- BRAVE project researchers from Cima Universidad de Navarra have designed a computational model that, for the first time, can simulate the behavior of artificial cardiac tissue.
- This novel tool will make it possible to accelerate the manufacture of human myocardium in the laboratory.
October 25, 2022, Pamplona (Spain).
Researchers at Cima Universidad de Navarra have developed a system that, for the first time, can predict the behavior of cardiac tissue manufactured in the laboratory. This system is a novel in silico tool, i.e., a design that allows modeling, simulating, and visualizing the evolution and functionality of bio-fabricated cardiac tissue by computer. This study represents a breakthrough in constructing computational models to accelerate the fabrication of human myocardium in the laboratory.
Biofabrication, one of the leading scientific journals on bioengineering and biomaterials, publishes the results of this research in its latest issue. The Clínica Universidad de Navarra, the Instituto Universitario de Investigación en Ingeniería de Aragón, the Hospital General Universitario Gregorio Marañón, the University of Western Australia, and the University College of London have collaborated in the study.
A giant leap forward in cardiac tissue engineering
Cardiovascular disease remains the leading cause of death worldwide, and myocardial-related complications are among the principal reasons for drug withdrawal, both in the clinic and in the drug development process. Regenerative medicine seeks to address this problem by advancing the manufacture of human cardiac tissue in the laboratory. The aim is to understand what causes damage to the heart and to develop more specific drugs and new therapies for its treatment.
“Evaluating all the variables that affect the development of each fabricated tissue requires a great deal of time and resources. Thus, our goal in this work was to design a predictive tool based on biological and mechanical information to speed up this process,” explains Manuel Mazo. Mazo is a researcher in the Regenerative Medicine Program at Cima and the principal investigator of the work.
To design this novel tool, the researchers generated human cardiac mini-tissues with different functional characteristics to introduce this information into computer simulations. “By introducing the biological information collected into novel computational simulations, our work sets the path for advancing the development of in silico tools to predict the evolution of bio-fabricated cardiac tissue after its generation. It also plots the route towards more accurate and biomimetic tissue fabrication,” concludes Dr. Mazo.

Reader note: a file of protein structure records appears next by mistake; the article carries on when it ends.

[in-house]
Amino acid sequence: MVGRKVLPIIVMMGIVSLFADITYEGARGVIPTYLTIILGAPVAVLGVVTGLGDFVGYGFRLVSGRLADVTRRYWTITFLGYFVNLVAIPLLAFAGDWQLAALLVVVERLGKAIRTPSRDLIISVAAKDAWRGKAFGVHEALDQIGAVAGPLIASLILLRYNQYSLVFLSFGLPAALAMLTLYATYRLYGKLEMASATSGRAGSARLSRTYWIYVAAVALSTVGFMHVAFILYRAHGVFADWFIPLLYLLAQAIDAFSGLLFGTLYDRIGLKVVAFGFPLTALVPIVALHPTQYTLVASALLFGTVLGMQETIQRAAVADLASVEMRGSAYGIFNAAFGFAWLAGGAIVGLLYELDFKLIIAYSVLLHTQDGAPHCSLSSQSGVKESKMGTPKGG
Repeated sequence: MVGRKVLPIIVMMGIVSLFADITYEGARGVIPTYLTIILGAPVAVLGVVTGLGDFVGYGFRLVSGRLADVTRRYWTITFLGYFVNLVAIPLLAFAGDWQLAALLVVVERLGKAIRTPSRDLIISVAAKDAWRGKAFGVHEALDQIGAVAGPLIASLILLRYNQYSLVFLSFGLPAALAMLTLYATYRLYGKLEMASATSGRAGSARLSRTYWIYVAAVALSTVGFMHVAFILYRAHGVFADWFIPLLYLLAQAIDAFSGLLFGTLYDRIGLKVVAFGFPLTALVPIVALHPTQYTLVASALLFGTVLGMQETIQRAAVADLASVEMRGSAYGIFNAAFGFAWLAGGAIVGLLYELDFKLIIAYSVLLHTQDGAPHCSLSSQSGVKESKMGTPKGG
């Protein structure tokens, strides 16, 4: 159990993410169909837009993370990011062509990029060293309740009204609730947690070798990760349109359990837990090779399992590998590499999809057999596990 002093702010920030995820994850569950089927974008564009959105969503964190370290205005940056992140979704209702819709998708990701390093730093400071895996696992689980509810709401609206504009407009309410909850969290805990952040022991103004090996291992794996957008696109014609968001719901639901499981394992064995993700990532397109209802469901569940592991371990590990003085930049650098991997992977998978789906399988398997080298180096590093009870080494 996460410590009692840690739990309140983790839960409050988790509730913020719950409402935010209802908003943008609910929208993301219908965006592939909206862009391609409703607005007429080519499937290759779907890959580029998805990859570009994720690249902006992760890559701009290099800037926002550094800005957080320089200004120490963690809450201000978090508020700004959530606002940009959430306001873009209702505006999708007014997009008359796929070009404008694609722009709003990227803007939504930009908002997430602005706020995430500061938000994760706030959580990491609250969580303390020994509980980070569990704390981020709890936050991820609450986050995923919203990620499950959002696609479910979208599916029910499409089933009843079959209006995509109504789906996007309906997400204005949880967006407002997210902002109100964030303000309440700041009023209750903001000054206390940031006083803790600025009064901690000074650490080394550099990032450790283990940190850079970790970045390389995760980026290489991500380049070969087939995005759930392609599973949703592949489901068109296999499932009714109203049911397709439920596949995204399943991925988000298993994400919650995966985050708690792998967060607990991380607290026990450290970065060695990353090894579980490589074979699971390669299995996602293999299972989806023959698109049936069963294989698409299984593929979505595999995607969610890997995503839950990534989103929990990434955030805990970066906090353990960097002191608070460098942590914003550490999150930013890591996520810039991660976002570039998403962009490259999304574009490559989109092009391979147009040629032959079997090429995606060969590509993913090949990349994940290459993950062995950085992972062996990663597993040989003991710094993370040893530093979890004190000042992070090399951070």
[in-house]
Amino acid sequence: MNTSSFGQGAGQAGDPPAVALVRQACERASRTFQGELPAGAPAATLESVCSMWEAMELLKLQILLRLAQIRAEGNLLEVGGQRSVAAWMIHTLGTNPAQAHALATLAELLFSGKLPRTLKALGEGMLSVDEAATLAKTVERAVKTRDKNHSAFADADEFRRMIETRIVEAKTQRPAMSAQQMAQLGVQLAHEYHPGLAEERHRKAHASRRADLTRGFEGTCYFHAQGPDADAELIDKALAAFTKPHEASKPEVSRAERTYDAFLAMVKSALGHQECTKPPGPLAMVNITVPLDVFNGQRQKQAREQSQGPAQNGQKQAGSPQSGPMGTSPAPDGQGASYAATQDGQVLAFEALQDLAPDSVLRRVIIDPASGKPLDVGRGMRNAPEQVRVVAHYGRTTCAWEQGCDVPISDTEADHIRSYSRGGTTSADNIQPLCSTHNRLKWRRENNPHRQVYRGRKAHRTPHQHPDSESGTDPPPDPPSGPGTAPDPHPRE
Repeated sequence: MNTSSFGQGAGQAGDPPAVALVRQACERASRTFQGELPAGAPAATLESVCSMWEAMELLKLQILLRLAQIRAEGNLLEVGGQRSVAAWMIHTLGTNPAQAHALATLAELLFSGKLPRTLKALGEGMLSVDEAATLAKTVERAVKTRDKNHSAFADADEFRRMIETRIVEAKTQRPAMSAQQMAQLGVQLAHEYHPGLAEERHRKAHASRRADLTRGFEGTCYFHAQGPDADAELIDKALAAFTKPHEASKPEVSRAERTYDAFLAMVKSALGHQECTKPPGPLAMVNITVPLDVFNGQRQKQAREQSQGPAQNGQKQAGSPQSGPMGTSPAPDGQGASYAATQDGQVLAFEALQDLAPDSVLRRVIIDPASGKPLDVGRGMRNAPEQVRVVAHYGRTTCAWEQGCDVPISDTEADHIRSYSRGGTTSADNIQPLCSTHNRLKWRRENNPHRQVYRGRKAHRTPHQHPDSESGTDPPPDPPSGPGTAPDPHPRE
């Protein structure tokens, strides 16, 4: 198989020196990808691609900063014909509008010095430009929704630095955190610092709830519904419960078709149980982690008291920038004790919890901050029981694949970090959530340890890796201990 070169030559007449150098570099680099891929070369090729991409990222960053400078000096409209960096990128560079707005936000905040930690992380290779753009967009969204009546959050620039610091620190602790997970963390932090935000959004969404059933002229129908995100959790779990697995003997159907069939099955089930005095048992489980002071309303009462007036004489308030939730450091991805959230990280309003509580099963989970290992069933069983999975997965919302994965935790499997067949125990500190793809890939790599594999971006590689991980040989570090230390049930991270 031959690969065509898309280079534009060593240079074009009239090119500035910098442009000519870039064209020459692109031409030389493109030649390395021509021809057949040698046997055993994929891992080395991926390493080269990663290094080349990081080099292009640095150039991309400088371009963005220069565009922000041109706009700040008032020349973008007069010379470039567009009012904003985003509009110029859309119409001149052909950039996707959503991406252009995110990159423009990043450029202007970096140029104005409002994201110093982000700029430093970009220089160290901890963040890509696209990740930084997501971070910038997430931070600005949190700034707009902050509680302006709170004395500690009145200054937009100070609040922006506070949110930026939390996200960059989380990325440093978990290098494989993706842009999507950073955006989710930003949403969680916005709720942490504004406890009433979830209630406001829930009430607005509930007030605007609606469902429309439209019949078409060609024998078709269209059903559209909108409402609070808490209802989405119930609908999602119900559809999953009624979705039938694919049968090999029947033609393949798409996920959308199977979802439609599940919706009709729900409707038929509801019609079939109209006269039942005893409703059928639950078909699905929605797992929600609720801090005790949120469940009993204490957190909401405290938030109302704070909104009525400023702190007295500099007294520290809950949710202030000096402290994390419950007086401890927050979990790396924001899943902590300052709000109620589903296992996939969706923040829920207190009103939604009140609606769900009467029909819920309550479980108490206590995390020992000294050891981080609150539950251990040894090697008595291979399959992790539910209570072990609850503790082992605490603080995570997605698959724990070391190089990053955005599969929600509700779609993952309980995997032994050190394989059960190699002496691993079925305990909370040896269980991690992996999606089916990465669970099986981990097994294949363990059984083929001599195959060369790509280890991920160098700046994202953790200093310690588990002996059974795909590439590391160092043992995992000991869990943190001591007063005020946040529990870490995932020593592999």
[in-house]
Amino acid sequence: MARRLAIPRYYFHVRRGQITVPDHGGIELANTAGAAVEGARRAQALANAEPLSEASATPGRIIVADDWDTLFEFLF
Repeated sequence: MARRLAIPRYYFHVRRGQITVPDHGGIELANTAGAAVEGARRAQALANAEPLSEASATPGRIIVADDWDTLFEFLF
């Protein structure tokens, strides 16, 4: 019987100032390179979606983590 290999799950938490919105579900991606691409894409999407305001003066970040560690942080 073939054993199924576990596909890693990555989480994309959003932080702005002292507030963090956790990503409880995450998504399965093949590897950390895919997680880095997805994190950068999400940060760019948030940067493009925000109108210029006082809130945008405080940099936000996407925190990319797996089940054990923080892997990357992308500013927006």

This work is part of the Cima and Clínica Universidad de Navarra’s European projects in regenerative medicine BRAVƎ (#874827), CARDIOPATCH (SOE4/P1/E1063) and POCTEFA LG-MED (EFA313/19). In addition, it has been supported by the Centers for Biomedical Research in Cancer Network (CIBERONC), Bioengineering, Biomaterials, and Nanomedicine (CIBER-BBN), and Cardiovascular Diseases (CIBER-CV). In turn, it has received funding from the Ministry of Science and Innovation (CARDIOPRINT PLEC2021-008127), the Carlos III Health Institute (co-financed with FEDER funds), the Advanced Therapies Network (TERAV) and the Government of Navarra, among other institutions
Photo caption: From left to right: Manuel Mazo, Olalla Iglesias, María Flandes Iparraguirre and María del Pilar Montero Calle.
Montero-Calle P, et al. Fabrication of human myocardium using multidimensional modelling of engineered tissues. Biofabrication. 2022 Sep 14;14(4). doi: 10.1088/1758-5090/ac8cb3.
About the Cima University of Navarra
Cima University of Navarra is a biomedical research institution of the University of Navarra. The mission of our more than 400 scientists is to carry out translational research of excellence, based on novel biological knowledge and oriented to find therapeutic solutions to patients’ needs. To translate the results of basic research into clinical applications, Cima has a Translational and Innovation unit that establishes collaborations with biotechnology and pharmaceutical companies that convert scientific knowledge into new treatments for patients. We specialize in research on cancer, heart, liver and neurological diseases, and novel therapies such as immunotherapy and gene therapy. For more information, please contact: https://www.cima.cun.es/en